Tales Of The City: And the bandanna played on

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The Independent Online

Two days back from les vacances in Andalusia, and already the children are bored by the awful nullity of London in late August, when all their little friends are still in Umbria or Dubrovnik. So I took the two youngest to see Pirates of the Caribbean the other afternoon. Would it be suitable for a sweet-natured eight-year-old girl? "It's a 12A," said the nice lady at the Odeon. "So it should be OK so long as there's a pirate present?" "I beg your pardon?" "Sorry, I mean parent..." And indeed there were hundreds of pirates present, their faces expressing various stages of decay, putrefaction, venality and all-purpose disgustingness.

The locus classicus of piratical behaviour - what you might call the quintessence of piratosity - came in the form of Johnny Depp, playing the charismatic Cap'n Jack Sparrow, a creature of exotic demeanour, his beard bifurcated into two forked tongues, his eyes rimmed with black eye-shadow, his ears and neck dangling more variegated bijouterie than Gypsy Petulengro on Brighton Pier.

I couldn't work out what Mr Depp was saying for several minutes, then realised that this charming American actor was talking in a foppish, limp-wristed, finger-pointing affectation of English languor circa 1780. Why? Did pirate history include Captain Bloods who were camp alcoholics? Was he imitating John Galliano, the fashion designer, who is often dolled up in crazy pirate garb - or was he a nautical version of Richard E Grant in Withnail and I, chronically drunk and louche and outrageous? Which cinematic forebear was he parodying?

That evening, I lit off to see The Rolling Stones play at Twickenham. On the train from Waterloo, our neighbours chatted about GCSE results and how lovely Mauritius is at this time of year. They looked like people unused to going anywhere by public transport.

On the long walk from Twickenham station to the concert, we passed a family cooking fat Duchy of Cornwall sausages at their garden gate, dishing them out in half-baguettes at £3 a pop and being congratulated on their entrepreneurial spirit by passers-by. It was all frightfully charming. At the stadium, chaps my age queued to buy £40 polyester shirts bearing the cover of the Some Girls LP. Easily the least authentic rock'n'roll sight I've seen in any rock audience was the lady in front of me offering her husband a plastic picnic container filled with sliced celery and cherry tomatoes. She was incontrovertibly a Stones fan, having paid £60 for her ticket, but had come a long way from the days of grooving to "Let's Spend the Night Together".

The band hit the stage with a barely-recognisable "Brown Sugar", but the music improved, the light show was fantastic and by the time we got to "You Can't Always Get What You Want", your humble scribe was dancing like one of those attractively portly hippos in Fantasia.

Then Keith Richards approached the mic. "Zreally grey be back," he announced blearily to the crowd, punching the environs of his heart with a show of dazed sentiment. "I better sing summing, 'fore I get too carry-dway..."

I stared in utter amazement. "That's it!" I yelled. "That's the Johnny Depp voice! Keith is being the pirate. No, I mean Jack Sparrow is Keith Richards!" And it was true. It all fell into place. Keith, with his wardrobe of bandannas, batik shawls, silk scarves, skull rings and rum-soaked hedonism (not to mention his knives and guns) has always been the perfect role-model for the modern pirate.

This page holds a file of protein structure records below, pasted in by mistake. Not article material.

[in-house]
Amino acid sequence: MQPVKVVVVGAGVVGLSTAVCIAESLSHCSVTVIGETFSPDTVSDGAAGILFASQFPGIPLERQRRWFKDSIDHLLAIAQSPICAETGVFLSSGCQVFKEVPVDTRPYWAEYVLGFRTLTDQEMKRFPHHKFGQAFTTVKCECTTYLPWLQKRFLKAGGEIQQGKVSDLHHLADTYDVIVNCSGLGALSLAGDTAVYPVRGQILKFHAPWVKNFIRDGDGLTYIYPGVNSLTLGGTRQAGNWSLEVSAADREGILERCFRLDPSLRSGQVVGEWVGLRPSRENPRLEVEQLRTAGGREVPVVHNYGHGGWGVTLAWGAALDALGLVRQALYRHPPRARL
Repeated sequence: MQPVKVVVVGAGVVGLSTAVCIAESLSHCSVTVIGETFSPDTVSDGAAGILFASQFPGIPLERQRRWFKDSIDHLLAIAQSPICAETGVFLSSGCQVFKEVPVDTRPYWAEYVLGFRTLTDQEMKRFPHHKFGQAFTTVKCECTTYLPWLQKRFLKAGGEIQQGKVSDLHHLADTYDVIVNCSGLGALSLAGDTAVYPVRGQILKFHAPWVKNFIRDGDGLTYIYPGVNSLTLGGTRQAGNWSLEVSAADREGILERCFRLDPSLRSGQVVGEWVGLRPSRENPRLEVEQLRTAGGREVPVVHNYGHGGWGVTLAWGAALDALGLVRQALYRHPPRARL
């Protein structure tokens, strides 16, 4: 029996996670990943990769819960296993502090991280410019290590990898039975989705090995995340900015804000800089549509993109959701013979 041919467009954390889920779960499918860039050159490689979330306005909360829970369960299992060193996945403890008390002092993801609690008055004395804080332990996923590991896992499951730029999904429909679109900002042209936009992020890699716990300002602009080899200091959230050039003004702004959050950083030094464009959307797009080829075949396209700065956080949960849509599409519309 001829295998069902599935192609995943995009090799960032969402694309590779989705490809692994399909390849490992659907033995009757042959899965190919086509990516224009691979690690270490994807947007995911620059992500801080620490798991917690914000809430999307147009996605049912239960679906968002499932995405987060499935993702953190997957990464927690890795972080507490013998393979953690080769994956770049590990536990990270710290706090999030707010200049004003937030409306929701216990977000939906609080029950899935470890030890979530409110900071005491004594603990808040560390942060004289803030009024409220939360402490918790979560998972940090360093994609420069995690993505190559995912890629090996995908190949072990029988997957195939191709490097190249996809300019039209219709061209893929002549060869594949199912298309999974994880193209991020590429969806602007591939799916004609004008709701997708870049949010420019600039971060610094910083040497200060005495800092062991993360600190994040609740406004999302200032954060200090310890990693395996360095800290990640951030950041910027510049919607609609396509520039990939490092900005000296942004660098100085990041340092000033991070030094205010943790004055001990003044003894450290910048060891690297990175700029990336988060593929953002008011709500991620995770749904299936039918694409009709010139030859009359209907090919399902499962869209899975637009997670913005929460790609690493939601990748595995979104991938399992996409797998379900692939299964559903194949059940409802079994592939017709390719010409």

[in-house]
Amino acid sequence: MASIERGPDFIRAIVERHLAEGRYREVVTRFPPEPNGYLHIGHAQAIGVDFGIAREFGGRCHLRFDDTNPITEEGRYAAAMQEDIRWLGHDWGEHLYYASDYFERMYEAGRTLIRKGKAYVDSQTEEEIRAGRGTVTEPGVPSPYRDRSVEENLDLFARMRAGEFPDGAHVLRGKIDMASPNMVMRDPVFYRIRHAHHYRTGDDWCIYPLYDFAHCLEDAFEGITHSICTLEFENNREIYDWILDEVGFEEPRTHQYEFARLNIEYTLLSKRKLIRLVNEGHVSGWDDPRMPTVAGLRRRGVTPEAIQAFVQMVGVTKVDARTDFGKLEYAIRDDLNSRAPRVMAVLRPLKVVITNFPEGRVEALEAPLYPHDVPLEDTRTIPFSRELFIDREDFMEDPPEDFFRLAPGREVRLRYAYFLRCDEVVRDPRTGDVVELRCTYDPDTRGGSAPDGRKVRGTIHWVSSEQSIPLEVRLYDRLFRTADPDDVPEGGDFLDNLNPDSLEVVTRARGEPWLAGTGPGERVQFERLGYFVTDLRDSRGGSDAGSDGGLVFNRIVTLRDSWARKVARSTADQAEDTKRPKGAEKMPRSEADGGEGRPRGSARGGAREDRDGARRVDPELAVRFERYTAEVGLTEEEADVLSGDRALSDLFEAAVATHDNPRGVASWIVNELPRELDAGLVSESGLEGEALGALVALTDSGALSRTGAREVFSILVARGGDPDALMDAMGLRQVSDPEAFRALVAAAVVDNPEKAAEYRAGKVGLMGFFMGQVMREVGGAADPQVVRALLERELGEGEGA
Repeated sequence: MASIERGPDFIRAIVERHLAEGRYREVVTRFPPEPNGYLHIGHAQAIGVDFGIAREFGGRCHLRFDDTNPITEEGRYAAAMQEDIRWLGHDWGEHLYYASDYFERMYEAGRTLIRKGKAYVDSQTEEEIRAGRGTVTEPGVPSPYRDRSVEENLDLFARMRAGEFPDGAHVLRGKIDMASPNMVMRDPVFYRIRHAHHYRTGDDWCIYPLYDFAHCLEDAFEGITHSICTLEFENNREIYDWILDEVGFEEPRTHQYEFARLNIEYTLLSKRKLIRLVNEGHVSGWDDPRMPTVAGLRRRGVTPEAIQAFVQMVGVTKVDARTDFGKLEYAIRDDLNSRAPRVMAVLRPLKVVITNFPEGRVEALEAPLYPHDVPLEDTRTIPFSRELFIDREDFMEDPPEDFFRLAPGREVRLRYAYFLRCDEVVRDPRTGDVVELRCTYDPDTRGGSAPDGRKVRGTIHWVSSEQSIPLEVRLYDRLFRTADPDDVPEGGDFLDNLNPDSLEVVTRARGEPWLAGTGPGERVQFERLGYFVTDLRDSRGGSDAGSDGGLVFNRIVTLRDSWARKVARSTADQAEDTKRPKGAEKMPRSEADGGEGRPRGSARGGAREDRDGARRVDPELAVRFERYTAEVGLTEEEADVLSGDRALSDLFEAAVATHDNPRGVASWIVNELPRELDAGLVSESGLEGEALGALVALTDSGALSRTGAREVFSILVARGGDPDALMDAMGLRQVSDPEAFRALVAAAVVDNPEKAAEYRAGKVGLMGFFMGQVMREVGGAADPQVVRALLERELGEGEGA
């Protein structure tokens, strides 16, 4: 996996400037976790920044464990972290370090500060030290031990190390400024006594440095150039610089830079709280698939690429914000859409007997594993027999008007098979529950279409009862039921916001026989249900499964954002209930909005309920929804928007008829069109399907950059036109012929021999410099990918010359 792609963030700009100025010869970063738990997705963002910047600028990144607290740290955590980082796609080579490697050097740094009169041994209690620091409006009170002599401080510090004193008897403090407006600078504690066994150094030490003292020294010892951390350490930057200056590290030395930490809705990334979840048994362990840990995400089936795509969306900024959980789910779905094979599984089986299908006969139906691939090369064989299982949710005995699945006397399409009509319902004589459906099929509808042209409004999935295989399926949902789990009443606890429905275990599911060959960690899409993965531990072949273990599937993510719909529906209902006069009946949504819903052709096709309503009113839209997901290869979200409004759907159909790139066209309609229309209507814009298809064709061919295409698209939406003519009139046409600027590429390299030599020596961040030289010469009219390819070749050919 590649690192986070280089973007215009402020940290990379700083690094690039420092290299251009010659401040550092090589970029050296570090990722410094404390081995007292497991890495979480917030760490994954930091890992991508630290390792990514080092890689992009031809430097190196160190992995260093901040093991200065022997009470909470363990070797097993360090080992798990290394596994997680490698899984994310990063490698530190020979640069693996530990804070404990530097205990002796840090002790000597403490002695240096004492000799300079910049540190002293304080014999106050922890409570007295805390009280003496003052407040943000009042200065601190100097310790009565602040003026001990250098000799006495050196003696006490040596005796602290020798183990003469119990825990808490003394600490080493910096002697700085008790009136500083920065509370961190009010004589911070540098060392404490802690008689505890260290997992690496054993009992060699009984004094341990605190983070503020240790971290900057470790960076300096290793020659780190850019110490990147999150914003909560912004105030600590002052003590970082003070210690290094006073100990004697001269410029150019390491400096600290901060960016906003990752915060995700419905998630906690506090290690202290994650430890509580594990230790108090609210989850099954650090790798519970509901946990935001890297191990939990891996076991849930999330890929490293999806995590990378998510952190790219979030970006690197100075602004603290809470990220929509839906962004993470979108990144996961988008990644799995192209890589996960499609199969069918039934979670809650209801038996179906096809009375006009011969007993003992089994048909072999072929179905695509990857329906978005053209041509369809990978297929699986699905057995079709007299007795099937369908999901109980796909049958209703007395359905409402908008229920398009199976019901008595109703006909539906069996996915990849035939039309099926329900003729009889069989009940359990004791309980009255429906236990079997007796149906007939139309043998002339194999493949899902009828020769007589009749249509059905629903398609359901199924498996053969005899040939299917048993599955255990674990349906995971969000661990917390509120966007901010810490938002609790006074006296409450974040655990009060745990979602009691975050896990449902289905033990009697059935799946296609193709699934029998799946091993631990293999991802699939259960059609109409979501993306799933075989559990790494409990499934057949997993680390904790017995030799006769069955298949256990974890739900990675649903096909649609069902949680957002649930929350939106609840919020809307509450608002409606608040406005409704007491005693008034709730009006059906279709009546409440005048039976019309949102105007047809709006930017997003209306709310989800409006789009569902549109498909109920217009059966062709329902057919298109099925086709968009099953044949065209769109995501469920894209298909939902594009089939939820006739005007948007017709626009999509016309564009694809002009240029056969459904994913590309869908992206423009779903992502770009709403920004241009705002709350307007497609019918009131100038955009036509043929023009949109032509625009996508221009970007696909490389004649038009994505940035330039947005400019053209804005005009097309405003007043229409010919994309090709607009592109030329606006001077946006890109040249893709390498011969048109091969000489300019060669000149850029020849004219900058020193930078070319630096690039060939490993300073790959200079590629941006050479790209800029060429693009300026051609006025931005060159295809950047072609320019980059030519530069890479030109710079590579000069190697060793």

But how amazing that Mr Depp should make the connection and actually carry it through. It was amazing to discover the impersonation and the real thing on the same day - and see how the image of both the cut-throat degenerate and the drugged-up midnight rambler are both now as cute as pre-sliced celery and cherry tomatoes.

Revenge is a dish best served through the post

I've been following with fascination the Philip Hensher/Tracey Emin saga - and the former's quest to discover who has been sending him un-asked-for, special-offer ceramic collectibles from the Franklin Mint through the post. It's a sneaky form of modern torture, filling in application forms on someone else's behalf and enriching their breakfast time with woodland scenes and Arcadian figurines on which (the makers always point out, in their strangely philistine way) "every detail is meticulously rendered".

Now that Philip H has gone public about how he's been the victim of these murky transactions, I'd better confess I've been a victim too. The stuff I get isn't figurines, but something more sinister, more knowing. Every few months, I receive a communication from Bobby's Tailors in Kowloon, Hong Kong, thanking me for my measurements (waist 48in, inside leg 26in) and my choice of handmade, three-piece, gaberdine suit, and politely asking for the £210 in payment. Sometimes I get a Bobby's catalogue, as a teasing reminder that my sartorially-minded stalker is still on my case.

Other times, I receive letters from disadvantaged children in Gabon or Malawi, thanking me for undertaking to cough up several thousand quid to help this or that charity and hoping that God will guide me to let them have the money and save their lives... These are heartbreaking letters from real people in real distress, which I can't do much about, beyond sending a few quid. They're a lot worse than getting Lladro milkmaids through the post.

I don't know if these missives suggest an subtle criticism of my taste in clothes or of my vile, uncharitable nature - but I wish whoever's doing it would desist. Jesus, what was it I wrote that upset you, two years back?